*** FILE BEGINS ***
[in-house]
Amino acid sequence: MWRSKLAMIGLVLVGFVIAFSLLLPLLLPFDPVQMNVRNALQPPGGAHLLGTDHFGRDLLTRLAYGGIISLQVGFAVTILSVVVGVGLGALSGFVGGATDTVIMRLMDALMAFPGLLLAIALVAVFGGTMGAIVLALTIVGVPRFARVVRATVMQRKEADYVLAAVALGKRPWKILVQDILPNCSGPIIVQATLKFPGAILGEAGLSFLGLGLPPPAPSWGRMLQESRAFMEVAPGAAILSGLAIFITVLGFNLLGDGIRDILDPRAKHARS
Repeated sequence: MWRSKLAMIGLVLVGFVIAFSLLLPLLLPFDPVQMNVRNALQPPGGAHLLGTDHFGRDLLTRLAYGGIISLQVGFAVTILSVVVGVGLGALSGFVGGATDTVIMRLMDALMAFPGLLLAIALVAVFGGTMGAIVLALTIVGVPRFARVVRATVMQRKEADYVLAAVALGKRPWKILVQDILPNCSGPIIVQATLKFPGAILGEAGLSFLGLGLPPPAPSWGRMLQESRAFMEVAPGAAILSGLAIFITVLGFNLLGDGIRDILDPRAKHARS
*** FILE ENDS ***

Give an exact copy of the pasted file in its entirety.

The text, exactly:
[in-house]
Amino acid sequence: MWRSKLAMIGLVLVGFVIAFSLLLPLLLPFDPVQMNVRNALQPPGGAHLLGTDHFGRDLLTRLAYGGIISLQVGFAVTILSVVVGVGLGALSGFVGGATDTVIMRLMDALMAFPGLLLAIALVAVFGGTMGAIVLALTIVGVPRFARVVRATVMQRKEADYVLAAVALGKRPWKILVQDILPNCSGPIIVQATLKFPGAILGEAGLSFLGLGLPPPAPSWGRMLQESRAFMEVAPGAAILSGLAIFITVLGFNLLGDGIRDILDPRAKHARS
Repeated sequence: MWRSKLAMIGLVLVGFVIAFSLLLPLLLPFDPVQMNVRNALQPPGGAHLLGTDHFGRDLLTRLAYGGIISLQVGFAVTILSVVVGVGLGALSGFVGGATDTVIMRLMDALMAFPGLLLAIALVAVFGGTMGAIVLALTIVGVPRFARVVRATVMQRKEADYVLAAVALGKRPWKILVQDILPNCSGPIIVQATLKFPGAILGEAGLSFLGLGLPPPAPSWGRMLQESRAFMEVAPGAAILSGLAIFITVLGFNLLGDGIRDILDPRAKHARS